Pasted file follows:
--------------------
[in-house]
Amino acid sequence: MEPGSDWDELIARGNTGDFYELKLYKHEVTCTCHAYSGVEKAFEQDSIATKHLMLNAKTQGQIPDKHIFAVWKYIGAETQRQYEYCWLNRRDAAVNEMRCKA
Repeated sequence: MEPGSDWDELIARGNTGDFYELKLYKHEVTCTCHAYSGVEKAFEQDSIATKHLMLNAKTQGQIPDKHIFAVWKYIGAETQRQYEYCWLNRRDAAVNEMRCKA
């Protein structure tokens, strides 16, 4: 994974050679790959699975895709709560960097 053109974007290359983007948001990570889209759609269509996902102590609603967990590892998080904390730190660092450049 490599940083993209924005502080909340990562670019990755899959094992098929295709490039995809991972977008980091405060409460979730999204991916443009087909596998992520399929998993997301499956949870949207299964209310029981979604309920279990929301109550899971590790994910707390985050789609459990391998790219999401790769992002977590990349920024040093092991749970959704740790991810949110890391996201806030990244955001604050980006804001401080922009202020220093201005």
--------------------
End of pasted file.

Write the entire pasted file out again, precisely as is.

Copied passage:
[in-house]
Amino acid sequence: MEPGSDWDELIARGNTGDFYELKLYKHEVTCTCHAYSGVEKAFEQDSIATKHLMLNAKTQGQIPDKHIFAVWKYIGAETQRQYEYCWLNRRDAAVNEMRCKA
Repeated sequence: MEPGSDWDELIARGNTGDFYELKLYKHEVTCTCHAYSGVEKAFEQDSIATKHLMLNAKTQGQIPDKHIFAVWKYIGAETQRQYEYCWLNRRDAAVNEMRCKA
């Protein structure tokens, strides 16, 4: 994974050679790959699975895709709560960097 053109974007290359983007948001990570889209759609269509996902102590609603967990590892998080904390730190660092450049 490599940083993209924005502080909340990562670019990755899959094992098929295709490039995809991972977008980091405060409460979730999204991916443009087909596998992520399929998993997301499956949870949207299964209310029981979604309920279990929301109550899971590790994910707390985050789609459990391998790219999401790769992002977590990349920024040093092991749970959704740790991810949110890391996201806030990244955001604050980006804001401080922009202020220093201005």